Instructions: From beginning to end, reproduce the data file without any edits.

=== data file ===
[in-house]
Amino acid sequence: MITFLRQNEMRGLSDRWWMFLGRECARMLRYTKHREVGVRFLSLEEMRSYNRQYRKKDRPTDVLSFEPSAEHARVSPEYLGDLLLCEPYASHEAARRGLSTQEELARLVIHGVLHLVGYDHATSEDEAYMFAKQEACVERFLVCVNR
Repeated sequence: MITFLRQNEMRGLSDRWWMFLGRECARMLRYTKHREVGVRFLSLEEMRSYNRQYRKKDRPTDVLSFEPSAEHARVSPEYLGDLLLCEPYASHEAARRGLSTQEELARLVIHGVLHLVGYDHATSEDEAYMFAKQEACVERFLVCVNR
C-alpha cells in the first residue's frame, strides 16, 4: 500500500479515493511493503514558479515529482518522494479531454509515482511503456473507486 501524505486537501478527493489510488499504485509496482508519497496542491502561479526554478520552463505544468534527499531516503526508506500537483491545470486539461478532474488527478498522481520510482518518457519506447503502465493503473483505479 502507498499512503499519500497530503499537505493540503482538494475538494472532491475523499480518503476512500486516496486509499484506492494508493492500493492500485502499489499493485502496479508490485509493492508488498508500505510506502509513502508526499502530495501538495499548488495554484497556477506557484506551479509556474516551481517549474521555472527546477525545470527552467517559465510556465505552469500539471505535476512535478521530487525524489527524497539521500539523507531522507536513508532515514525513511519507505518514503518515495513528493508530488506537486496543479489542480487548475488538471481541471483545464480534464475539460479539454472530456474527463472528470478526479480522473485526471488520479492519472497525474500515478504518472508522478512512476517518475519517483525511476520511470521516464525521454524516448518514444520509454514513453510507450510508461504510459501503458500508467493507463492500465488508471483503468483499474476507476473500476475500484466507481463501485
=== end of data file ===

[in-house]
Amino acid sequence: MITFLRQNEMRGLSDRWWMFLGRECARMLRYTKHREVGVRFLSLEEMRSYNRQYRKKDRPTDVLSFEPSAEHARVSPEYLGDLLLCEPYASHEAARRGLSTQEELARLVIHGVLHLVGYDHATSEDEAYMFAKQEACVERFLVCVNR
Repeated sequence: MITFLRQNEMRGLSDRWWMFLGRECARMLRYTKHREVGVRFLSLEEMRSYNRQYRKKDRPTDVLSFEPSAEHARVSPEYLGDLLLCEPYASHEAARRGLSTQEELARLVIHGVLHLVGYDHATSEDEAYMFAKQEACVERFLVCVNR
C-alpha cells in the first residue's frame, strides 16, 4: 500500500479515493511493503514558479515529482518522494479531454509515482511503456473507486 501524505486537501478527493489510488499504485509496482508519497496542491502561479526554478520552463505544468534527499531516503526508506500537483491545470486539461478532474488527478498522481520510482518518457519506447503502465493503473483505479 502507498499512503499519500497530503499537505493540503482538494475538494472532491475523499480518503476512500486516496486509499484506492494508493492500493492500485502499489499493485502496479508490485509493492508488498508500505510506502509513502508526499502530495501538495499548488495554484497556477506557484506551479509556474516551481517549474521555472527546477525545470527552467517559465510556465505552469500539471505535476512535478521530487525524489527524497539521500539523507531522507536513508532515514525513511519507505518514503518515495513528493508530488506537486496543479489542480487548475488538471481541471483545464480534464475539460479539454472530456474527463472528470478526479480522473485526471488520479492519472497525474500515478504518472508522478512512476517518475519517483525511476520511470521516464525521454524516448518514444520509454514513453510507450510508461504510459501503458500508467493507463492500465488508471483503468483499474476507476473500476475500484466507481463501485